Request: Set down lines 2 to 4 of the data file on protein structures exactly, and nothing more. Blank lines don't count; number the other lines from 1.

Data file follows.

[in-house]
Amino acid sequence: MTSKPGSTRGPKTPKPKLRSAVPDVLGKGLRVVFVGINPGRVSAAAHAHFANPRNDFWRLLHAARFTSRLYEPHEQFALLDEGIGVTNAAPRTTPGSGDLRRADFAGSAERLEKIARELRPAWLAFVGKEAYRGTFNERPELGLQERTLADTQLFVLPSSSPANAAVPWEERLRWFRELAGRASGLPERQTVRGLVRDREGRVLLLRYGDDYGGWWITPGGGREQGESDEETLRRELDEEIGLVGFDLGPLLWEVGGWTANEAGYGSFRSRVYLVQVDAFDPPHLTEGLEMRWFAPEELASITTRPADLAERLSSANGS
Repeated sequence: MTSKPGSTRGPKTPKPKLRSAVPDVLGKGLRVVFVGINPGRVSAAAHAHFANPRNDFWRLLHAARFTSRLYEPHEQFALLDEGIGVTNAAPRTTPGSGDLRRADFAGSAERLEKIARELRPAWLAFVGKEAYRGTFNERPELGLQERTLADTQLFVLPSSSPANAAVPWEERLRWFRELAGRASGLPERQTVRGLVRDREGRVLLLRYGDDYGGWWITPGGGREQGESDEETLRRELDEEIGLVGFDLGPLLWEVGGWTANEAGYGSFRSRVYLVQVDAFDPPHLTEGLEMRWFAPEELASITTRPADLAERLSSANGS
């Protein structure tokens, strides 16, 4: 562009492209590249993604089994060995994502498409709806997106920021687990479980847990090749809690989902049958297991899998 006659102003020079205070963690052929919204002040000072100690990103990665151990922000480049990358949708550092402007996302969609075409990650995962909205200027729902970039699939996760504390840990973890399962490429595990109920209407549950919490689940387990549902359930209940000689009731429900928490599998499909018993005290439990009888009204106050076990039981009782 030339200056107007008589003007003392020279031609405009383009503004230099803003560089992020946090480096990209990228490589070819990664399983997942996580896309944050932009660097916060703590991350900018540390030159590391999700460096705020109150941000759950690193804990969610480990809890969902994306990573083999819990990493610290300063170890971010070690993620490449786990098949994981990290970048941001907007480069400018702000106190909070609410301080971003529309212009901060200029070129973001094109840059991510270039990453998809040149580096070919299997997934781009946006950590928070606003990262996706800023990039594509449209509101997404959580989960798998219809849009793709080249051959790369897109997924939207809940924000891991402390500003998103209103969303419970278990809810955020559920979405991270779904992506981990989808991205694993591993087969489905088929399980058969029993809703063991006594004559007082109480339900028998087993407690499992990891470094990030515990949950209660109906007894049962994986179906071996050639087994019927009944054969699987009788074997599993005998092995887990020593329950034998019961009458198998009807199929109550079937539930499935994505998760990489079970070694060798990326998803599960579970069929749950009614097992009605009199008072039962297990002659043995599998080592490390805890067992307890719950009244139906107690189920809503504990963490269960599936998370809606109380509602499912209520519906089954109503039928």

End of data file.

Amino acid sequence: MTSKPGSTRGPKTPKPKLRSAVPDVLGKGLRVVFVGINPGRVSAAAHAHFANPRNDFWRLLHAARFTSRLYEPHEQFALLDEGIGVTNAAPRTTPGSGDLRRADFAGSAERLEKIARELRPAWLAFVGKEAYRGTFNERPELGLQERTLADTQLFVLPSSSPANAAVPWEERLRWFRELAGRASGLPERQTVRGLVRDREGRVLLLRYGDDYGGWWITPGGGREQGESDEETLRRELDEEIGLVGFDLGPLLWEVGGWTANEAGYGSFRSRVYLVQVDAFDPPHLTEGLEMRWFAPEELASITTRPADLAERLSSANGS
Repeated sequence: MTSKPGSTRGPKTPKPKLRSAVPDVLGKGLRVVFVGINPGRVSAAAHAHFANPRNDFWRLLHAARFTSRLYEPHEQFALLDEGIGVTNAAPRTTPGSGDLRRADFAGSAERLEKIARELRPAWLAFVGKEAYRGTFNERPELGLQERTLADTQLFVLPSSSPANAAVPWEERLRWFRELAGRASGLPERQTVRGLVRDREGRVLLLRYGDDYGGWWITPGGGREQGESDEETLRRELDEEIGLVGFDLGPLLWEVGGWTANEAGYGSFRSRVYLVQVDAFDPPHLTEGLEMRWFAPEELASITTRPADLAERLSSANGS
């Protein structure tokens, strides 16, 4: 562009492209590249993604089994060995994502498409709806997106920021687990479980847990090749809690989902049958297991899998 006659102003020079205070963690052929919204002040000072100690990103990665151990922000480049990358949708550092402007996302969609075409990650995962909205200027729902970039699939996760504390840990973890399962490429595990109920209407549950919490689940387990549902359930209940000689009731429900928490599998499909018993005290439990009888009204106050076990039981009782 030339200056107007008589003007003392020279031609405009383009503004230099803003560089992020946090480096990209990228490589070819990664399983997942996580896309944050932009660097916060703590991350900018540390030159590391999700460096705020109150941000759950690193804990969610480990809890969902994306990573083999819990990493610290300063170890971010070690993620490449786990098949994981990290970048941001907007480069400018702000106190909070609410301080971003529309212009901060200029070129973001094109840059991510270039990453998809040149580096070919299997997934781009946006950590928070606003990262996706800023990039594509449209509101997404959580989960798998219809849009793709080249051959790369897109997924939207809940924000891991402390500003998103209103969303419970278990809810955020559920979405991270779904992506981990989808991205694993591993087969489905088929399980058969029993809703063991006594004559007082109480339900028998087993407690499992990891470094990030515990949950209660109906007894049962994986179906071996050639087994019927009944054969699987009788074997599993005998092995887990020593329950034998019961009458198998009807199929109550079937539930499935994505998760990489079970070694060798990326998803599960579970069929749950009614097992009605009199008072039962297990002659043995599998080592490390805890067992307890719950009244139906107690189920809503504990963490269960599936998370809606109380509602499912209520519906089954109503039928």